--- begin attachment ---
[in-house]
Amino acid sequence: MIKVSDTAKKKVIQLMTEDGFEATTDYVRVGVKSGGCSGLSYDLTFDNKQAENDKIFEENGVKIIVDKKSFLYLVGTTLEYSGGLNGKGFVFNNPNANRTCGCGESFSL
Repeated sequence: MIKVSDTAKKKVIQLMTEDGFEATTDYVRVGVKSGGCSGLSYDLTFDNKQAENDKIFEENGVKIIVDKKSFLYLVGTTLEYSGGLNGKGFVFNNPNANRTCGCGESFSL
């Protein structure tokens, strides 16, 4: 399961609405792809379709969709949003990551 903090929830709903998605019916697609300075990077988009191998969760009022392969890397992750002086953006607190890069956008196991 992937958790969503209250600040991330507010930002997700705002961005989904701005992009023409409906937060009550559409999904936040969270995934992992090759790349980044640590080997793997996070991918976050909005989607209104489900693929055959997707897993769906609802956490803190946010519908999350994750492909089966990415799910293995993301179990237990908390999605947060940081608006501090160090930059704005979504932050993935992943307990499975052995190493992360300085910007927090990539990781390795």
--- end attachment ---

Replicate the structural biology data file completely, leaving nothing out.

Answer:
[in-house]
Amino acid sequence: MIKVSDTAKKKVIQLMTEDGFEATTDYVRVGVKSGGCSGLSYDLTFDNKQAENDKIFEENGVKIIVDKKSFLYLVGTTLEYSGGLNGKGFVFNNPNANRTCGCGESFSL
Repeated sequence: MIKVSDTAKKKVIQLMTEDGFEATTDYVRVGVKSGGCSGLSYDLTFDNKQAENDKIFEENGVKIIVDKKSFLYLVGTTLEYSGGLNGKGFVFNNPNANRTCGCGESFSL
């Protein structure tokens, strides 16, 4: 399961609405792809379709969709949003990551 903090929830709903998605019916697609300075990077988009191998969760009022392969890397992750002086953006607190890069956008196991 992937958790969503209250600040991330507010930002997700705002961005989904701005992009023409409906937060009550559409999904936040969270995934992992090759790349980044640590080997793997996070991918976050909005989607209104489900693929055959997707897993769906609802956490803190946010519908999350994750492909089966990415799910293995993301179990237990908390999605947060940081608006501090160090930059704005979504932050993935992943307990499975052995190493992360300085910007927090990539990781390795």